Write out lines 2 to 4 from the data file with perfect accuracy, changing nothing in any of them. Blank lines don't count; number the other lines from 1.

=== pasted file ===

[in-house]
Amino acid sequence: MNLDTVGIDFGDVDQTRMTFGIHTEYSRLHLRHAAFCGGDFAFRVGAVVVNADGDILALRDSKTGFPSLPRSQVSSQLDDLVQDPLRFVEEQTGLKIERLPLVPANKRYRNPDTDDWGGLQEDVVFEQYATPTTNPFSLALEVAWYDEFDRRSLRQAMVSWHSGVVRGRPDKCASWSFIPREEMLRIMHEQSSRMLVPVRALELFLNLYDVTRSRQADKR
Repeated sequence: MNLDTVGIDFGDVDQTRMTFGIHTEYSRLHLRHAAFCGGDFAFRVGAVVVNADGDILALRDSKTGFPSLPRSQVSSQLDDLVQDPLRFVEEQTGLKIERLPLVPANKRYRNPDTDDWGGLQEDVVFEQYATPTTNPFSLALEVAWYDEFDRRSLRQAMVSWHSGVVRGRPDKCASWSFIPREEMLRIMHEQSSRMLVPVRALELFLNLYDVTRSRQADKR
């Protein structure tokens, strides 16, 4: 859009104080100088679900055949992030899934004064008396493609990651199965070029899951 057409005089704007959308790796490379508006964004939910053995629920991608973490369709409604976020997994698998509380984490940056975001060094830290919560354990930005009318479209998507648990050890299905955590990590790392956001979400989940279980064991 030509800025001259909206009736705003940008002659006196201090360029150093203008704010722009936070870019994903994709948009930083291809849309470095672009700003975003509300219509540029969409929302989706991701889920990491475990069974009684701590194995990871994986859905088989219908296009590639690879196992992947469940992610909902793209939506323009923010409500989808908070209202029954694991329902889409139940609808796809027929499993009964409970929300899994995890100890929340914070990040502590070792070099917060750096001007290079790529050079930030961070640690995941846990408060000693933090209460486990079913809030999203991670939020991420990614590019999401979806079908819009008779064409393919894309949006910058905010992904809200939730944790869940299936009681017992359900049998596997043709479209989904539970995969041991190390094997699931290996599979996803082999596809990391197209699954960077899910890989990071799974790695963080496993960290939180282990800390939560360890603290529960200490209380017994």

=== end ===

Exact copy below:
Amino acid sequence: MNLDTVGIDFGDVDQTRMTFGIHTEYSRLHLRHAAFCGGDFAFRVGAVVVNADGDILALRDSKTGFPSLPRSQVSSQLDDLVQDPLRFVEEQTGLKIERLPLVPANKRYRNPDTDDWGGLQEDVVFEQYATPTTNPFSLALEVAWYDEFDRRSLRQAMVSWHSGVVRGRPDKCASWSFIPREEMLRIMHEQSSRMLVPVRALELFLNLYDVTRSRQADKR
Repeated sequence: MNLDTVGIDFGDVDQTRMTFGIHTEYSRLHLRHAAFCGGDFAFRVGAVVVNADGDILALRDSKTGFPSLPRSQVSSQLDDLVQDPLRFVEEQTGLKIERLPLVPANKRYRNPDTDDWGGLQEDVVFEQYATPTTNPFSLALEVAWYDEFDRRSLRQAMVSWHSGVVRGRPDKCASWSFIPREEMLRIMHEQSSRMLVPVRALELFLNLYDVTRSRQADKR
């Protein structure tokens, strides 16, 4: 859009104080100088679900055949992030899934004064008396493609990651199965070029899951 057409005089704007959308790796490379508006964004939910053995629920991608973490369709409604976020997994698998509380984490940056975001060094830290919560354990930005009318479209998507648990050890299905955590990590790392956001979400989940279980064991 030509800025001259909206009736705003940008002659006196201090360029150093203008704010722009936070870019994903994709948009930083291809849309470095672009700003975003509300219509540029969409929302989706991701889920990491475990069974009684701590194995990871994986859905088989219908296009590639690879196992992947469940992610909902793209939506323009923010409500989808908070209202029954694991329902889409139940609808796809027929499993009964409970929300899994995890100890929340914070990040502590070792070099917060750096001007290079790529050079930030961070640690995941846990408060000693933090209460486990079913809030999203991670939020991420990614590019999401979806079908819009008779064409393919894309949006910058905010992904809200939730944790869940299936009681017992359900049998596997043709479209989904539970995969041991190390094997699931290996599979996803082999596809990391197209699954960077899910890989990071799974790695963080496993960290939180282990800390939560360890603290529960200490209380017994």